From Iceland — All Things in Life – Not for All Though

All Things in Life – Not for All Though

Published August 24, 2007

All Things in Life – Not for All Though

The town of Akureyri, considered to be the northern capital of Iceland, is known for its charm and calm beauty. It has even been said that while Reykjavík looks like an excited teenage girl, Akureyri resembles a mature woman. The town has acquired the reputation of a family-friendly place; however, the presence of a college and a University brings certain energy into the town’s nightlife. The motto of the town has been chosen Öll lifsins gæði – All good things in life, obviously emphasising the friendliness, peace and good spirit of a charming northern Icelandic town.
Still, once every year, Akureyri changes completely, and for one single weekend it makes even the capital burst with envy. This is the first weekend of August is known in Iceland as Verslunarmannahelgi, or Versló for short – the Merchants’ Weekend. Its boisterous reputation brings to Akureyri thousands of people annually and fills it with wild fun for three days. The green light for endless entertainment seems to be turned on for representatives of all professions and ages; still, it is the matter of age that our today’s saga is about.
The news that anyone aged 18–23 would not be allowed to place their tent on the designated camping sites, unless they are accompanied by families, came as a shock only three or four days before the celebrations. People must had made their plans and made certain arrangements by then; what was even worse was that the town has far less guesthouses at its disposal than the greater Reykjavík area, and it’s natural to have them fully booked long before such a popular event starts. Besides, even if though there were any spots left, biting prices would leave no chance to young people of this very age group – camping places are intended for them first and foremost. Indeed, now it’s hard to say whether the town authorities were concerned about young people’s degree of soberness during the weekend, or did their best to guard the good night’s sleep of those locals who they most frequently interact with for the rest of the year, but one thing is obvious: the holiday was disrupted for exactly those who are meant to enjoy it to the full. Destiny has successfully exercised its malicious powers over Versló 2007.
In an official statement available in Icelandic at the Town of Akureyri website, the Mayor Sigrún Björk Jakobsdóttir claimed that “in the recent decades… the family fun has gone over the limits and many people were concerned about it.” She obviously tries to say that Akureyri has maintained its reputation of a family town, and that a holiday which, to put it mildly, is quite opposite to the goal the town authorities are trying to reach, can hardly be tolerated. She claims to have received a positive feedback from the town dwellers, and that ‘for the first time in a long period of time the holiday could be called a family one’. Those banned away from the camping sites are referred to as ‘unglingar’ – this word is usually used to refer to adolescents in Icelandic. It’s an indeed interesting reference to the people of full age, those who are officially allowed by Icelandic law to purchase alcohol and smoke.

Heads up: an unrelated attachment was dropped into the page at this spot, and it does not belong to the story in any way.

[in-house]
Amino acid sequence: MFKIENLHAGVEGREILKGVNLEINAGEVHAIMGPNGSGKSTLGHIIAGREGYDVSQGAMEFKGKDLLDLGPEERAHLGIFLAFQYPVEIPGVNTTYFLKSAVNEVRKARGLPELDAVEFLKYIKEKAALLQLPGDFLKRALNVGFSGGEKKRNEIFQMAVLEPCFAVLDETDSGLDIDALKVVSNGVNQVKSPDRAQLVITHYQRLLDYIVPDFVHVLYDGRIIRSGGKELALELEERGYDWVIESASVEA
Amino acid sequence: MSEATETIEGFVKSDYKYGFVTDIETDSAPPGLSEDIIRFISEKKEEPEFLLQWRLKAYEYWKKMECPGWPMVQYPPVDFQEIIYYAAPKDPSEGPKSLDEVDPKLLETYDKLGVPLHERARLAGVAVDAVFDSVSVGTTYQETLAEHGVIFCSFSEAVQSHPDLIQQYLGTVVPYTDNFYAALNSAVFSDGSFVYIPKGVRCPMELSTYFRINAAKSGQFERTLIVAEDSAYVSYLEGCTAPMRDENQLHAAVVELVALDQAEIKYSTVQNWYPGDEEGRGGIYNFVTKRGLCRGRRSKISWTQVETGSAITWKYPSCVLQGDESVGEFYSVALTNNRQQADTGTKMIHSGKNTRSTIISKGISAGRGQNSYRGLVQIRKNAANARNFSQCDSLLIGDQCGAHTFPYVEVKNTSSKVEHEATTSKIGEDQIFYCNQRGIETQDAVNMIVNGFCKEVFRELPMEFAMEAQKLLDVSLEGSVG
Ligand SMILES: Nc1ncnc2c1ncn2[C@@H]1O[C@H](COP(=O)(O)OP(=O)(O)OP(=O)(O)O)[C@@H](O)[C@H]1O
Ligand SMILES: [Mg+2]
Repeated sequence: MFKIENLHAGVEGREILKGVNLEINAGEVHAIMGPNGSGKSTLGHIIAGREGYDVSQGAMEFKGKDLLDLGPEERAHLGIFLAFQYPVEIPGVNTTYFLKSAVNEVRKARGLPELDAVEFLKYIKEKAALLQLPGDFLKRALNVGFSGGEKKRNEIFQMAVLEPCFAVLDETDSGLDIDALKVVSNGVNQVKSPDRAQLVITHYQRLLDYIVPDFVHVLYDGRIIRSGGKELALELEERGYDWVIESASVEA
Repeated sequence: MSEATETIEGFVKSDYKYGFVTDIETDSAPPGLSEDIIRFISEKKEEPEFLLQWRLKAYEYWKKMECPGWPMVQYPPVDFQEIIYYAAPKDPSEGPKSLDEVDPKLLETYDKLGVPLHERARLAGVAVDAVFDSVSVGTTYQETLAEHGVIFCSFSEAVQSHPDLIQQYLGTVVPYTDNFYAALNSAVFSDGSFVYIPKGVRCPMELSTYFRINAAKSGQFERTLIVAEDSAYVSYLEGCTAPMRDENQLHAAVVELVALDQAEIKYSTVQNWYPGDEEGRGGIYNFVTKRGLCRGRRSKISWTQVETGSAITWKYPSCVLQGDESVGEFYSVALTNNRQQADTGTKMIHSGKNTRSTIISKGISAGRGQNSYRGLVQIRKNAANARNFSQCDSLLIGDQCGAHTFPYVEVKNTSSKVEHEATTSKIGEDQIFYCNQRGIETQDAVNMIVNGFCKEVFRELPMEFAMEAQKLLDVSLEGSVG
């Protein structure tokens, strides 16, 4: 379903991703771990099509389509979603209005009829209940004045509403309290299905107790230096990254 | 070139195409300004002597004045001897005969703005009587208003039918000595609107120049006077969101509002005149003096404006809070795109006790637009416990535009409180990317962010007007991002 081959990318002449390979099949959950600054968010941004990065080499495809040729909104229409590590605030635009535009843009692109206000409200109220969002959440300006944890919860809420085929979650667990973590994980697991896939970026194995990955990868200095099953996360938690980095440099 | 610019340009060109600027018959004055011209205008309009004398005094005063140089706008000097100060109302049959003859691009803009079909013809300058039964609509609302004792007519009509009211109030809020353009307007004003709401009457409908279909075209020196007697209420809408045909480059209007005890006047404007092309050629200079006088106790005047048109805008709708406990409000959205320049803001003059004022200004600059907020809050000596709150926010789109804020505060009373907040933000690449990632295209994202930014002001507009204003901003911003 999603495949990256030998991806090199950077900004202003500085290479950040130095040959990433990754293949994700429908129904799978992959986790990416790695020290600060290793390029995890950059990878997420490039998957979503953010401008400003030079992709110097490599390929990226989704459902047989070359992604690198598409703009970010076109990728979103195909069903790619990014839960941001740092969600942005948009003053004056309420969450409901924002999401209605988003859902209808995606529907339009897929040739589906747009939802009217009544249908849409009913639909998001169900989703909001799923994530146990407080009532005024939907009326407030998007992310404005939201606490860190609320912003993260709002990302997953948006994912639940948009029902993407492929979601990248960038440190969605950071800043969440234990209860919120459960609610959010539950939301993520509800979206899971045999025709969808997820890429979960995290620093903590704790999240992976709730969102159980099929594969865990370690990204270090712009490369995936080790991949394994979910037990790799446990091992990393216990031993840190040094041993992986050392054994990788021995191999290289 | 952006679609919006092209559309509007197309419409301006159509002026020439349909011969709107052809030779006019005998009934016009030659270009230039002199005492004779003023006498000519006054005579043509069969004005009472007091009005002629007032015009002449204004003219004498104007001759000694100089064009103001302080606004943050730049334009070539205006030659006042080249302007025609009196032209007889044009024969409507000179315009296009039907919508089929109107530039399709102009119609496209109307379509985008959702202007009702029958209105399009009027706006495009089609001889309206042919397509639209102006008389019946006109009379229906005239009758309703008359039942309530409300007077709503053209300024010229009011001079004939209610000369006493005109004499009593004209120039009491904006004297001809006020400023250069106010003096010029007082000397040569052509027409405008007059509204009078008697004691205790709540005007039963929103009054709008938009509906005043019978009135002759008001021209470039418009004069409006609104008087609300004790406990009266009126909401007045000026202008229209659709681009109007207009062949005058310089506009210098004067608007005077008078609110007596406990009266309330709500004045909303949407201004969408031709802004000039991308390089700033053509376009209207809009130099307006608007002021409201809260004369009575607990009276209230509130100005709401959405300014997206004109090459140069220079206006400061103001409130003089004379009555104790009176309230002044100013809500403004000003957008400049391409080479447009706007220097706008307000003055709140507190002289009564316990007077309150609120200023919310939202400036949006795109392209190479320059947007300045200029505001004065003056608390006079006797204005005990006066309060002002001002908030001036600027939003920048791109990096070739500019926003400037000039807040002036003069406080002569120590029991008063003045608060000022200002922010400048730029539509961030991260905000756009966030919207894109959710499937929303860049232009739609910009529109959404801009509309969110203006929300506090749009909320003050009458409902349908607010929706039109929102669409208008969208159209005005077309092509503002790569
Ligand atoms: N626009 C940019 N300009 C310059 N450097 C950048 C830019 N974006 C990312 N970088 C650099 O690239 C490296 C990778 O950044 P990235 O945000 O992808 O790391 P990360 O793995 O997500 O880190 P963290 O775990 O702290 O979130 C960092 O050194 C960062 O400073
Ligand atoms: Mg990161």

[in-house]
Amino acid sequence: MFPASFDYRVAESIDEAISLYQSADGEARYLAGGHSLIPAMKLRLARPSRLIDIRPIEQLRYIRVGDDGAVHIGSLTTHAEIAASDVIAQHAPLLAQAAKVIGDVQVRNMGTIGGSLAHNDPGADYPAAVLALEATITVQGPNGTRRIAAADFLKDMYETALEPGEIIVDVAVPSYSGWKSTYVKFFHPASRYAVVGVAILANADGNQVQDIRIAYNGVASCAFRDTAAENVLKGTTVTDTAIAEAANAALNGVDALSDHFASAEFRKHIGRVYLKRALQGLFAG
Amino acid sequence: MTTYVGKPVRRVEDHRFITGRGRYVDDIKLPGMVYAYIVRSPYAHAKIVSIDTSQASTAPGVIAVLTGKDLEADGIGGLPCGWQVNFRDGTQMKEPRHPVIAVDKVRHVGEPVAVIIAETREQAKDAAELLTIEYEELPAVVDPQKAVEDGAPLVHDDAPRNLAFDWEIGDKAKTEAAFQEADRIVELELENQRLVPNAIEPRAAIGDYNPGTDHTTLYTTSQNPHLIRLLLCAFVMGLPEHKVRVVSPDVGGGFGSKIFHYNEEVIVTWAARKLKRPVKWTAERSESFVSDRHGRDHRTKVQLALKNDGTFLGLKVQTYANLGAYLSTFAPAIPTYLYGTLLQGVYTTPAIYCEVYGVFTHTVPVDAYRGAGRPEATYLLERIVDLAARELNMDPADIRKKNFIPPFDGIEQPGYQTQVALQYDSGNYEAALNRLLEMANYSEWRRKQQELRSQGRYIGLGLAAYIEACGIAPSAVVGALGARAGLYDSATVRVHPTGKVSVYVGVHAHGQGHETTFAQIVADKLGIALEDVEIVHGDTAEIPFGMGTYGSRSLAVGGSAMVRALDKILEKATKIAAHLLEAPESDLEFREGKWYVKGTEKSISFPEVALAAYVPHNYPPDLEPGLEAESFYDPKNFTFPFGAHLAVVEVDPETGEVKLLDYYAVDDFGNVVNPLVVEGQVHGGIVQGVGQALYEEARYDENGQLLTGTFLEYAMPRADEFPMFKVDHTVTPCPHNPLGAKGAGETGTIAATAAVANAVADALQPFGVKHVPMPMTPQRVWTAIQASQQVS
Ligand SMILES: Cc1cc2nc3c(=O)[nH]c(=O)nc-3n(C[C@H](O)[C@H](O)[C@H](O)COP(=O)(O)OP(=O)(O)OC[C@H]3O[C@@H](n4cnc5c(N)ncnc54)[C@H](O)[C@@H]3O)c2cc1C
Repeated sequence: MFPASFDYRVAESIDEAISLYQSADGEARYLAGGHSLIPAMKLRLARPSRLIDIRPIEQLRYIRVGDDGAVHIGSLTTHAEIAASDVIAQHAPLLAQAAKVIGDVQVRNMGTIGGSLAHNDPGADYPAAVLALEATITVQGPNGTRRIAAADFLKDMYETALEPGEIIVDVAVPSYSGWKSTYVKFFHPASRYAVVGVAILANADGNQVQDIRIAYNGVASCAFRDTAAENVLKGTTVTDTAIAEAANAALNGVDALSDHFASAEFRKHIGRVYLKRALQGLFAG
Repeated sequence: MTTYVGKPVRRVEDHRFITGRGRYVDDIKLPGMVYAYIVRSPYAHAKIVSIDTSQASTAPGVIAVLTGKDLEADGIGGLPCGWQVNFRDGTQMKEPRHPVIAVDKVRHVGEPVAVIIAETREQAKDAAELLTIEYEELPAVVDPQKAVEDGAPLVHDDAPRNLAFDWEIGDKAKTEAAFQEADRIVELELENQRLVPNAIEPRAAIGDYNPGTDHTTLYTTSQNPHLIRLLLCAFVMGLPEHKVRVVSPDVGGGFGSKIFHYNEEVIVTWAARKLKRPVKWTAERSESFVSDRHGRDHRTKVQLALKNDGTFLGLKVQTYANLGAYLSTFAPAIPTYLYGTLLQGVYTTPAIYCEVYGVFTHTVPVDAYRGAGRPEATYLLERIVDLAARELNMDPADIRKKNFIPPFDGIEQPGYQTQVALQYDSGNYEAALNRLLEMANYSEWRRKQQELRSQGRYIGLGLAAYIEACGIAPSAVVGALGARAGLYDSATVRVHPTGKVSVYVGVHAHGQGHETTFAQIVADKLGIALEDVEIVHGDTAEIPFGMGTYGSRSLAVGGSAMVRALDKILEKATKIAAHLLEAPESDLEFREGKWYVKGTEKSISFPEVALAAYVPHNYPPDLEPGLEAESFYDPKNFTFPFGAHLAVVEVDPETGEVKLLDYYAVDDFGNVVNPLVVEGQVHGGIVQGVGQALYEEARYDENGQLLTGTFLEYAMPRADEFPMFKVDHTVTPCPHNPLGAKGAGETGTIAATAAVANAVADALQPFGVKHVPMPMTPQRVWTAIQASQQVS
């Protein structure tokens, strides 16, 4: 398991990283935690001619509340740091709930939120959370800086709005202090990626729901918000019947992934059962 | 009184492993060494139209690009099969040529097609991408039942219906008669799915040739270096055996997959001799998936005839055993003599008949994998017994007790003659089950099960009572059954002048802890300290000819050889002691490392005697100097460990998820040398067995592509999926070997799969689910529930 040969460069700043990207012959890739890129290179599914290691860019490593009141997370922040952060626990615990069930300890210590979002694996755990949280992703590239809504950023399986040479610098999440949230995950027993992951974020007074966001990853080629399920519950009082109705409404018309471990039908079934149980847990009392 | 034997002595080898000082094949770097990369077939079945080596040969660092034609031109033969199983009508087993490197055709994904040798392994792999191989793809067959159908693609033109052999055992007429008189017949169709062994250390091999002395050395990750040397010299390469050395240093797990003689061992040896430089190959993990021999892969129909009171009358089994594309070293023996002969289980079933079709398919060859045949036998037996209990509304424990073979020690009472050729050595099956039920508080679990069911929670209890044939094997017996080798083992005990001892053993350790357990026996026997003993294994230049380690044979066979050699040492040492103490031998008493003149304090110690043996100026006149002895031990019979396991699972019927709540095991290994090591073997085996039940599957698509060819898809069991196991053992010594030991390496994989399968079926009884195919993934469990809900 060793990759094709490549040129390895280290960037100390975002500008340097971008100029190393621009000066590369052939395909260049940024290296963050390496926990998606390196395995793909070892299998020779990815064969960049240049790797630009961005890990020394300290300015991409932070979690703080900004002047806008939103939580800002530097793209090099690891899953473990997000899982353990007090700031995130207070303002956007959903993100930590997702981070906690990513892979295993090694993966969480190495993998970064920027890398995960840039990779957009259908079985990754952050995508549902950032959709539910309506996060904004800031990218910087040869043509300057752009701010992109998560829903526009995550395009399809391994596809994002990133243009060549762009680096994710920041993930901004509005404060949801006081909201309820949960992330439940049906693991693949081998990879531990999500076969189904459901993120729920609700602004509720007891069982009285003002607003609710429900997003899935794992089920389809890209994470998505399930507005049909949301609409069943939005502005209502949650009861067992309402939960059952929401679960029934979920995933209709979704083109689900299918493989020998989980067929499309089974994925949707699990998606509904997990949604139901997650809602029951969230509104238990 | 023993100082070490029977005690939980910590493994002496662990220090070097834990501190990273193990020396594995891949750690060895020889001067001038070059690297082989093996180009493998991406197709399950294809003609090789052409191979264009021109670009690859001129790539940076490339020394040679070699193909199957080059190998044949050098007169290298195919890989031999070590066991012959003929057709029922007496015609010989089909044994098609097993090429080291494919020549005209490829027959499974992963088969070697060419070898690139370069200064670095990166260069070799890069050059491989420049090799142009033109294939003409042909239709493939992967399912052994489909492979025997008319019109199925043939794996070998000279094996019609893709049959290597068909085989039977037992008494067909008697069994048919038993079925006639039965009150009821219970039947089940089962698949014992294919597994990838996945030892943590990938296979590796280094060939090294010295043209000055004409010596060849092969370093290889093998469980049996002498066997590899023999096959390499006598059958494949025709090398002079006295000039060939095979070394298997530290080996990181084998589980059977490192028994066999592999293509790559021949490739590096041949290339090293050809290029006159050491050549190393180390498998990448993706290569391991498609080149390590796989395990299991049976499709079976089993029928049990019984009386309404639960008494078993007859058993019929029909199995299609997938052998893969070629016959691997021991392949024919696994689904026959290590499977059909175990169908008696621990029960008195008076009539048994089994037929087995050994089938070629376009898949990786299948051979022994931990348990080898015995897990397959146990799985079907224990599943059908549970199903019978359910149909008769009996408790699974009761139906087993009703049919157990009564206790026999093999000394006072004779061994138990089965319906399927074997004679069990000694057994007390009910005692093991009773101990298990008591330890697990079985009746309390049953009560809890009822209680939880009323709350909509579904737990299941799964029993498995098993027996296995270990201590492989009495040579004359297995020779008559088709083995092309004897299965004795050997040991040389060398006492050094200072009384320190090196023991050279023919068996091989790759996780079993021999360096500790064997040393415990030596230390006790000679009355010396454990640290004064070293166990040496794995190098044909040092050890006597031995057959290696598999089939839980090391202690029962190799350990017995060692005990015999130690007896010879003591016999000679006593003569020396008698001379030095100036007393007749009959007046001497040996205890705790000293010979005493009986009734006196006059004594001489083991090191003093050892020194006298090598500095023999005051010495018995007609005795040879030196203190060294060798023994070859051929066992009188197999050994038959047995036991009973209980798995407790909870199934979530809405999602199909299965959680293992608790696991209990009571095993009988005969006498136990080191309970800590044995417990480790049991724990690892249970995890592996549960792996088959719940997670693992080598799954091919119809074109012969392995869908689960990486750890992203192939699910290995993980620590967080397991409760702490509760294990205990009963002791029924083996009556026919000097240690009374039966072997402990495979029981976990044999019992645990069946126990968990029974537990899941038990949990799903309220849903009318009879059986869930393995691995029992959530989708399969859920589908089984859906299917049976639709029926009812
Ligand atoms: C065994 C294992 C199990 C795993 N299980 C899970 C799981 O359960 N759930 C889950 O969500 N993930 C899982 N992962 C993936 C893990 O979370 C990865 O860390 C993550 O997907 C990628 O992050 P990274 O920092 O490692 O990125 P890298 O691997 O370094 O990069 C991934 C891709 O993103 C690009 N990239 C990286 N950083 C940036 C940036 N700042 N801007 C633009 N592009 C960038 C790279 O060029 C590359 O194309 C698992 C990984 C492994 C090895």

It has to be noted though that the main festivities have always been held in the downtown area, around Glerátorg the shopping mall and KA and Þór sports centres in the middle of town, so that peace of quiet family neighbourhoods placed further to the mountains has never really been affected. Be that as it may, the authorities seem to have decided not to trust their own citizens. A similar decision could possibly be justified in a state that embraces communism, but in Iceland, such an open and free society with a truly sky-high level of trust, it looks ridiculous and somewhat hasty, as if the authorities were afraid not to be able to provide due order in the run of celebrations.
Verslunarmannahelgi is also widely celebrated in the Westman Islands, but there all the camping sites are placed outside the urban area. Such a solution could perhaps do for Akureyri, if the City Council’s wish to provide the locals with their deserved good night’s sleep was so acute. But banning a particular group of people away from a camping site obviously lacks common sense. Later on, when the holiday was over, someone posted his comment to a blog entry dedicated to the ban issue that only one case of drug consumption was registered during the weekend and referred to a person in his forties. Clearly, peace and quiet require banning everyone and prohibiting the very holiday as the most radical means. By the way, the method of how the age limit was determined remains mysterious – no one has really explained why the upper limit was set to 23 years of age, but not 24 or 25 or else.
Akureyri is indeed a sweet and peaceful place for family, where people don’t lock the doors at night or worry about their kids playing outside. But exceptions are always here, whether the authorities like it or not. They thought that banning some fun could be a useful means to secure peace and quiet, but what they got was a storm of criticism. They say they will see what’s going to happen next year, and whether banning fullaged “adolescents” from their legal right to rest was effective. Until then, we have to admit that we live in a society where true democracy is somewhat out of reach. This case brightly illustrates why.

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